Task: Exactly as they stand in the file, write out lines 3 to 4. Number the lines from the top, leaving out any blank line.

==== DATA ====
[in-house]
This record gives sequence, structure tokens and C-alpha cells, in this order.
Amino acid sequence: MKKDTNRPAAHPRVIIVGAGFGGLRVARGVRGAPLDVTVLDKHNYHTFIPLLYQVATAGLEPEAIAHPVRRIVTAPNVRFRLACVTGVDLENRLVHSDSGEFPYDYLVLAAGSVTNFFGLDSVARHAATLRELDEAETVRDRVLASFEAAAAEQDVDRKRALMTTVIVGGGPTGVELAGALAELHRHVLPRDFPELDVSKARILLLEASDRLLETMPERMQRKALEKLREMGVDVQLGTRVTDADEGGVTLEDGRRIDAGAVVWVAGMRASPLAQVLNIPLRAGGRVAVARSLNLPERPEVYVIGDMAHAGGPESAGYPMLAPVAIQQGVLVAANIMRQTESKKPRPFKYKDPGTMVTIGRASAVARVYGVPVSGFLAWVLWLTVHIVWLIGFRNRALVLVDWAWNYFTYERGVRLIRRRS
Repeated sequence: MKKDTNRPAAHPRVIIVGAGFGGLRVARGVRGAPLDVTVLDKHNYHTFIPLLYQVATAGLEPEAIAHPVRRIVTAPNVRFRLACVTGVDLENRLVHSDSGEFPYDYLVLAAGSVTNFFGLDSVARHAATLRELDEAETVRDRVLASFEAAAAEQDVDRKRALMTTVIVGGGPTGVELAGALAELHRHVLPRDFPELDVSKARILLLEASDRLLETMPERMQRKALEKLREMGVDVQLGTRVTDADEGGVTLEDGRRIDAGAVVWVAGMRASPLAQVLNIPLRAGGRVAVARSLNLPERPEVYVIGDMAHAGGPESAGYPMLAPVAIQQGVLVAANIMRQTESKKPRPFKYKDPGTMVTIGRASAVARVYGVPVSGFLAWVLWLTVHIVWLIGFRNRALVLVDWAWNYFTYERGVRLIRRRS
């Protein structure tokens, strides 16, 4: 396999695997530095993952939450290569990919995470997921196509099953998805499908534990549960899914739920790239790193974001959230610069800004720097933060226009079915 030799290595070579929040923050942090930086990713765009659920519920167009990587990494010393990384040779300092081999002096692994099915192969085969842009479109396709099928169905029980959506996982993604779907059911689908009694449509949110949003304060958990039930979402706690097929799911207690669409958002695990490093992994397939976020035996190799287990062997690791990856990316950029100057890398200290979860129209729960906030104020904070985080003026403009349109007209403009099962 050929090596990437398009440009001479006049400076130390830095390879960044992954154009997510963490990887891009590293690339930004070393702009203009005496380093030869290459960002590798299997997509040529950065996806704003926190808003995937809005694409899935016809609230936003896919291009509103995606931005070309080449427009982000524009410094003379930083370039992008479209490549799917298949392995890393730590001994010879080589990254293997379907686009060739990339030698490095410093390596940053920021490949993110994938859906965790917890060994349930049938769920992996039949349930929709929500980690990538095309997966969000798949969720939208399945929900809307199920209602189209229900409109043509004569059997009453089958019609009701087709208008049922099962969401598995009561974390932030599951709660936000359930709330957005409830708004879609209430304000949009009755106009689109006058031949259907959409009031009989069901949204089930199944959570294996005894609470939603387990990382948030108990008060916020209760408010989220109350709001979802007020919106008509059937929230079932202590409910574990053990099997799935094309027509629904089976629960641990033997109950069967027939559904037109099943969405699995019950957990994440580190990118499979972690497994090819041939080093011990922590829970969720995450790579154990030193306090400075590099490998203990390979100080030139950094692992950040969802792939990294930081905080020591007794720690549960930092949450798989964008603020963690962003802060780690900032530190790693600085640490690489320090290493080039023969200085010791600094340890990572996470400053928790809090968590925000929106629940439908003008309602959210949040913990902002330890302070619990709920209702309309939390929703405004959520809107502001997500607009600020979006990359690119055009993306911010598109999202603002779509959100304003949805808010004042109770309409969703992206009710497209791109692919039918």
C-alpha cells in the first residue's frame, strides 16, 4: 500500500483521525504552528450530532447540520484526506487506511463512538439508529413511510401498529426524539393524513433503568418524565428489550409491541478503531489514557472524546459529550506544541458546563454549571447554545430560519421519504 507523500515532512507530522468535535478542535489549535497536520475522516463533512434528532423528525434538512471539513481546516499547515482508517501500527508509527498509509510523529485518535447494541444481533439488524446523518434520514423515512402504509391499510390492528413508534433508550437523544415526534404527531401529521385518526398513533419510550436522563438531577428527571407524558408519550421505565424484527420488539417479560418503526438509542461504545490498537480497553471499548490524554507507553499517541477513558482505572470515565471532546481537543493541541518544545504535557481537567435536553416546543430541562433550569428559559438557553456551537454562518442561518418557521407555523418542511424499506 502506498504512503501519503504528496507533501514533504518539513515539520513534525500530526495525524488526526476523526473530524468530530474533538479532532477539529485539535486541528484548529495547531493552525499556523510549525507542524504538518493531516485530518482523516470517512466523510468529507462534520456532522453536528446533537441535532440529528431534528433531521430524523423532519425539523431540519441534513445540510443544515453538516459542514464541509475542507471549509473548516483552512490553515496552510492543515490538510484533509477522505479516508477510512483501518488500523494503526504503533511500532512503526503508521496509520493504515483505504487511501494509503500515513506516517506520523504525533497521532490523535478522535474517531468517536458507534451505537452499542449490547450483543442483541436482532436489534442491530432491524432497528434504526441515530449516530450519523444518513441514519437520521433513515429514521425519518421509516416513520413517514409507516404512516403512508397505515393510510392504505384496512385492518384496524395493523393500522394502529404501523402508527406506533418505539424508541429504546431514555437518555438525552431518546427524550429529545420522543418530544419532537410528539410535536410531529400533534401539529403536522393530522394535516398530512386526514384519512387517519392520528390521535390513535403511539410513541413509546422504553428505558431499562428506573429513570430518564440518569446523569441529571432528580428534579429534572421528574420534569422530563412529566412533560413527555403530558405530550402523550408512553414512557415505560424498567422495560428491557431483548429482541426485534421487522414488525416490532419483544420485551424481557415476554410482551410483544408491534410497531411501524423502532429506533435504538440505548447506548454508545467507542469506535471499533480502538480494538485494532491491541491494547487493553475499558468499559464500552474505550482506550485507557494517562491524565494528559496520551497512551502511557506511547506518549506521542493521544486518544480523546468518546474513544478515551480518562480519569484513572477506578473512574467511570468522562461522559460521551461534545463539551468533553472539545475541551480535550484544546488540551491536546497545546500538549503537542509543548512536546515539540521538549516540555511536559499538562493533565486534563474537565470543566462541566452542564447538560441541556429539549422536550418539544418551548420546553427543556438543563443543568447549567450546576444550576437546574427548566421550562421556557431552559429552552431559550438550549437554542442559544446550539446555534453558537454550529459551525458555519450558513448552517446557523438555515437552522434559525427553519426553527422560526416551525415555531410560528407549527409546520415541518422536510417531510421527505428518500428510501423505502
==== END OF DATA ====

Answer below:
Amino acid sequence: MKKDTNRPAAHPRVIIVGAGFGGLRVARGVRGAPLDVTVLDKHNYHTFIPLLYQVATAGLEPEAIAHPVRRIVTAPNVRFRLACVTGVDLENRLVHSDSGEFPYDYLVLAAGSVTNFFGLDSVARHAATLRELDEAETVRDRVLASFEAAAAEQDVDRKRALMTTVIVGGGPTGVELAGALAELHRHVLPRDFPELDVSKARILLLEASDRLLETMPERMQRKALEKLREMGVDVQLGTRVTDADEGGVTLEDGRRIDAGAVVWVAGMRASPLAQVLNIPLRAGGRVAVARSLNLPERPEVYVIGDMAHAGGPESAGYPMLAPVAIQQGVLVAANIMRQTESKKPRPFKYKDPGTMVTIGRASAVARVYGVPVSGFLAWVLWLTVHIVWLIGFRNRALVLVDWAWNYFTYERGVRLIRRRS
Repeated sequence: MKKDTNRPAAHPRVIIVGAGFGGLRVARGVRGAPLDVTVLDKHNYHTFIPLLYQVATAGLEPEAIAHPVRRIVTAPNVRFRLACVTGVDLENRLVHSDSGEFPYDYLVLAAGSVTNFFGLDSVARHAATLRELDEAETVRDRVLASFEAAAAEQDVDRKRALMTTVIVGGGPTGVELAGALAELHRHVLPRDFPELDVSKARILLLEASDRLLETMPERMQRKALEKLREMGVDVQLGTRVTDADEGGVTLEDGRRIDAGAVVWVAGMRASPLAQVLNIPLRAGGRVAVARSLNLPERPEVYVIGDMAHAGGPESAGYPMLAPVAIQQGVLVAANIMRQTESKKPRPFKYKDPGTMVTIGRASAVARVYGVPVSGFLAWVLWLTVHIVWLIGFRNRALVLVDWAWNYFTYERGVRLIRRRS